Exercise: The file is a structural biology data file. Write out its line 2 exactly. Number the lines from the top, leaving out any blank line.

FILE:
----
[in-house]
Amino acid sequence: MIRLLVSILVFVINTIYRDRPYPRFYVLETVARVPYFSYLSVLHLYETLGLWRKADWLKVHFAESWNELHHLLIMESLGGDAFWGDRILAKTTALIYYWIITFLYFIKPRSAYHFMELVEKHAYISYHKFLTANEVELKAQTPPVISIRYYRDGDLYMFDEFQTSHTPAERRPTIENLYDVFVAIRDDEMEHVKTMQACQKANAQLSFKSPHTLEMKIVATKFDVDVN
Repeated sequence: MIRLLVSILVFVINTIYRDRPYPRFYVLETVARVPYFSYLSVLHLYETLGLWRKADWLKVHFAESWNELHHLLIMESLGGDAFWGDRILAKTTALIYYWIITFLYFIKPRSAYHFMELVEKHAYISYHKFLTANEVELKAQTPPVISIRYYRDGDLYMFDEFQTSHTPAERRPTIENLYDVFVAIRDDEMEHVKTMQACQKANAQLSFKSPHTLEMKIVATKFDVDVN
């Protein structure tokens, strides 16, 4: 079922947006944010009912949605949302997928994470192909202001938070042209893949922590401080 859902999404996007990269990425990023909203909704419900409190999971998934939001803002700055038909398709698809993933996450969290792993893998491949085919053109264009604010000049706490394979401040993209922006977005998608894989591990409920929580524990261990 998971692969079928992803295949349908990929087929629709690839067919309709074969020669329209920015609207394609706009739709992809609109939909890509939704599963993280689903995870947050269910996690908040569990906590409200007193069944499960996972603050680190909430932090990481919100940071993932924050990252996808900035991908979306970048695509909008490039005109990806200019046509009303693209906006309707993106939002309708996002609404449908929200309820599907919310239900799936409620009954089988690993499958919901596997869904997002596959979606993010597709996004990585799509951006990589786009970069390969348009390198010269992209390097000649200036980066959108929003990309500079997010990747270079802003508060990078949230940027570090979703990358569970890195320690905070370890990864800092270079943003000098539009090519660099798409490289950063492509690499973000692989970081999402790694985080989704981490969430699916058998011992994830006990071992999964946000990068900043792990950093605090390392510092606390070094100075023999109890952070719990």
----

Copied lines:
Amino acid sequence: MIRLLVSILVFVINTIYRDRPYPRFYVLETVARVPYFSYLSVLHLYETLGLWRKADWLKVHFAESWNELHHLLIMESLGGDAFWGDRILAKTTALIYYWIITFLYFIKPRSAYHFMELVEKHAYISYHKFLTANEVELKAQTPPVISIRYYRDGDLYMFDEFQTSHTPAERRPTIENLYDVFVAIRDDEMEHVKTMQACQKANAQLSFKSPHTLEMKIVATKFDVDVN